The new phases of Epps Bridge Centre would be located on 48 acres of a 114-acre tract currently owned by the Gordy family, but Bishop said he has it under contract. It would need a rezoning, but that doesn’t seem like much of an obstacle, given that Oconee County Commission Chairman Melvin Davis has bent over backward for Bishop at every turn.
Construction also is dependent on Oconee County building a road running from Kohl’s behind the Walmart and Lowe’s to the Oconee Connector, which would open up land behind those stores for development. The county commission tentatively approved the $4 million road last August, so again, that looks like a fait accompli.
Bye, Bethel?: Meanwhile, back across the Oconee River, ACC Commissioner Kelly Girtz has hatched an ambitious plan to talk someone into building something without an infinity pool and granite countertops in downtown Athens.
Athens Downtown Development Authority board member Chris Blackmon briefed commissioners at a work session last week on a plan to lease a city-owned parking lot off Dougherty Street in front of Hotel Indigo to a developer who will put an office building there, which would balance out all of the new residential development, possibly bring down rents and address a shortage of Class A office space, not to mention providing customers for other downtown businesses. It’s a good idea; surface lots are a horribly wasteful use of valuable real estate, and other than a few thousand students with wealthy parents, the free market isn’t really giving the community what we want. The ADDA and the commission get to pick the best offer.
Commissioners suggested a few tweaks—like trying to entice a grocery store or another brewery, in addition to offices—but overall, the plan met with approval. Girtz, though, wants to take it further.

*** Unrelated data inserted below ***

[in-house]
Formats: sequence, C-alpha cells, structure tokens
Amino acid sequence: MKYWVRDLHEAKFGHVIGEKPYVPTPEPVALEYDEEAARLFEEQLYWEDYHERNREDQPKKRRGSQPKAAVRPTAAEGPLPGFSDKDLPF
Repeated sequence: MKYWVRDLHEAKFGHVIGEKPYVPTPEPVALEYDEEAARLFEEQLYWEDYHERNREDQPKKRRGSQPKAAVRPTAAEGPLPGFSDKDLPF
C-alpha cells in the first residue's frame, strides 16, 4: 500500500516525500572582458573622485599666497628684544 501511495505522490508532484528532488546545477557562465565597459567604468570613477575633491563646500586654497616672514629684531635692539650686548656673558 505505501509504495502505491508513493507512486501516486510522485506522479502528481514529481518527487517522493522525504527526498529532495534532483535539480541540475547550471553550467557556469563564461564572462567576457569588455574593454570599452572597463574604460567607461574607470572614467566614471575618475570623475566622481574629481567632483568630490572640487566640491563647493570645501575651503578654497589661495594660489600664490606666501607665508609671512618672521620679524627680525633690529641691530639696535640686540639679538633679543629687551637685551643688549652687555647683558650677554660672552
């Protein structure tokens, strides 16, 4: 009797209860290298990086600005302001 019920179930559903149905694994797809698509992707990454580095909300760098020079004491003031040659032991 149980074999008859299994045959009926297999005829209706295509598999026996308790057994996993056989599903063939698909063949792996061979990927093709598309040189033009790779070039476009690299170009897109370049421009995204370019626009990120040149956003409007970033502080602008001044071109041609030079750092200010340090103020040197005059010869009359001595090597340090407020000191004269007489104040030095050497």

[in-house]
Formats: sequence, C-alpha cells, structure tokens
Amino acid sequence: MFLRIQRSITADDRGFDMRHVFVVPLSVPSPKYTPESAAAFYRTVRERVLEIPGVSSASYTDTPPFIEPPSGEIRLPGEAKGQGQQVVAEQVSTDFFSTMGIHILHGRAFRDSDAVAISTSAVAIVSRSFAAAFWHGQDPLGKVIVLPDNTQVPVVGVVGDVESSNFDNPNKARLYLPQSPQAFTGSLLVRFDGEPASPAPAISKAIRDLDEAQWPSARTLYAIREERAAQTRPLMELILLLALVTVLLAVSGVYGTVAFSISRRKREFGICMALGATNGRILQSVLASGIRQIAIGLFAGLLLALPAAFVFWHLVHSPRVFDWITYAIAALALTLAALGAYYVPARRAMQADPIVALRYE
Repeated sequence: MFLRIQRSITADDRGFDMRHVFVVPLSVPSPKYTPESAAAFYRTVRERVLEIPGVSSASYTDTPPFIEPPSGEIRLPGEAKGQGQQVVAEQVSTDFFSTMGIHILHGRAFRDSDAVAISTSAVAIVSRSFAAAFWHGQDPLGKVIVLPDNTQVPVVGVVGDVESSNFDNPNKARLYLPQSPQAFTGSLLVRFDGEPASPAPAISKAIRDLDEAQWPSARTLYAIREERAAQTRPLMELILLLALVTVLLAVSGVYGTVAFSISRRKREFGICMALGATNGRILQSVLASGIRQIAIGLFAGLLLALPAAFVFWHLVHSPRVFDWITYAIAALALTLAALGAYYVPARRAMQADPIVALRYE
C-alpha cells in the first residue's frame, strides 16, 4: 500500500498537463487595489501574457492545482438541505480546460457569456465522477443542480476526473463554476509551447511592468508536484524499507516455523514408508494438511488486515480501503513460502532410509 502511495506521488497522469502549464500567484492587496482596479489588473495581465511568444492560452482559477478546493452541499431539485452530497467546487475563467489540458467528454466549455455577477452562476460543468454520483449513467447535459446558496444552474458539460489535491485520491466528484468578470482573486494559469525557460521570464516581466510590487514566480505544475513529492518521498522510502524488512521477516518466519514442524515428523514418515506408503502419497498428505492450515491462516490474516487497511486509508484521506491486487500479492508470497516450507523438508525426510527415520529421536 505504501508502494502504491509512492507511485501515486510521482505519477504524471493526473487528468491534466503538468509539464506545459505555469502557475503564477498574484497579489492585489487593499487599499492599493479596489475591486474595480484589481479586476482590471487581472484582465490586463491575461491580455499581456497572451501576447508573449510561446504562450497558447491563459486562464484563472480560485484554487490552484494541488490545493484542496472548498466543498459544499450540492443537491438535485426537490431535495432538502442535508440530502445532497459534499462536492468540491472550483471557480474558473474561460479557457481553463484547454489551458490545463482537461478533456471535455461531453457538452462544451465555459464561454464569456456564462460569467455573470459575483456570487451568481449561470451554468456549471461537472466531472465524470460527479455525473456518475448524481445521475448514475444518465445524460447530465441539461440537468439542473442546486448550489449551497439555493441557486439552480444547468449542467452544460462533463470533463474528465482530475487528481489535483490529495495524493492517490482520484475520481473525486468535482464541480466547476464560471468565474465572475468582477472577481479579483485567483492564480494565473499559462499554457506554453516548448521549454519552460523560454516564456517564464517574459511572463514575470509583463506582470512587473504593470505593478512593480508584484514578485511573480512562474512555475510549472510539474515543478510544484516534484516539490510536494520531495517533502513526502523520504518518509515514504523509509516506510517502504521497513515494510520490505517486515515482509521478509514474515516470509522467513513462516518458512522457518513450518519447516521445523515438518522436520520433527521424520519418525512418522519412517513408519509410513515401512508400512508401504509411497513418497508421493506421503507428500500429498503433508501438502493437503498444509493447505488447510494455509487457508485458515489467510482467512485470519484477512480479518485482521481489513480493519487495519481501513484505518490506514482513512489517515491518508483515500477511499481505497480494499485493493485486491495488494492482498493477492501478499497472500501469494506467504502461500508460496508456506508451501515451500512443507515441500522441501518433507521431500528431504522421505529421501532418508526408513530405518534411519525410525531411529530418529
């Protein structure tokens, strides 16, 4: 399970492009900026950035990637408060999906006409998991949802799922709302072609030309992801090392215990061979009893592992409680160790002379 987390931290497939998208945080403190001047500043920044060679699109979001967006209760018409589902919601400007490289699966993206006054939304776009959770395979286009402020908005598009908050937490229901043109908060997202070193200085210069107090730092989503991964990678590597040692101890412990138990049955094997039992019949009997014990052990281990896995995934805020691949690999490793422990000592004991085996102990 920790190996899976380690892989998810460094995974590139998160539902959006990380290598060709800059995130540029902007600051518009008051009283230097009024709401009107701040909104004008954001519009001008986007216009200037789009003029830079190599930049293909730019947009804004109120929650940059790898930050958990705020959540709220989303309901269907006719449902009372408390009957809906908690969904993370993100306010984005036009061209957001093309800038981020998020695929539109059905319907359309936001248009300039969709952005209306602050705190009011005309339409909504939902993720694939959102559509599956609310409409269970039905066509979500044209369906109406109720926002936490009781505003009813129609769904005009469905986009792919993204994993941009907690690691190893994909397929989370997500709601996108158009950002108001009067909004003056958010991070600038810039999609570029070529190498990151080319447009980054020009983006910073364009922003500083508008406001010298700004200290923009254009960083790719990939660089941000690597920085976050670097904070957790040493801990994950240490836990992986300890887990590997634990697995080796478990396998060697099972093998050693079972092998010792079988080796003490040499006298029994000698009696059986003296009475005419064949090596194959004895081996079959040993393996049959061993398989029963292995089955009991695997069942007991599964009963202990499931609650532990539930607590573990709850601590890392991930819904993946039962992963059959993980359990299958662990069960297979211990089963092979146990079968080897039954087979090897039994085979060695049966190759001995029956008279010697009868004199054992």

“We have several acres of what I view as under-utilized public property,” he said. “We could have a lot more activity that would benefit the tax base.”
Girtz was referring to a couple of other city-owned parking lots on Dougherty, as well as about 50 Athens Housing Authority Units and Bethel Midtown Village, the 500-bedroom Urban Renewal project that is perpetually one of the most crime-ridden neighborhoods in Athens, although residents, educators and social workers have made some strides in improving it.
AHA has shown a willingness to think creatively by redeveloping Jack R. Wells Homes (aka Pauldoe) off Hawthorne Avenue into Columbia Brookside, a mixed-income development that, by virtue of its greater density, won’t permanently displace any AHA tenants. The current thinking is that mixing families of various incomes, rather than segregating the poor, is our best weapon in fighting intergenerational poverty and all the problems that go along with it.
Bethel could be redeveloped, too. The tax credits that are keeping Bethel Section 8 expire in two years, and when they do, Girtz said H.J. Russell, the company that owns and manages the property, is open to doing something new with it. “We may be approaching a golden moment,” he said.
Jack Crowley included many of these ideas in the downtown master plan, and Girtz’s proposal bears some resemblance to Blue Heron, the abandoned “river district” project, as well, so it’s nothing new. What these ideas have lacked in the past, though, is someone to champion them.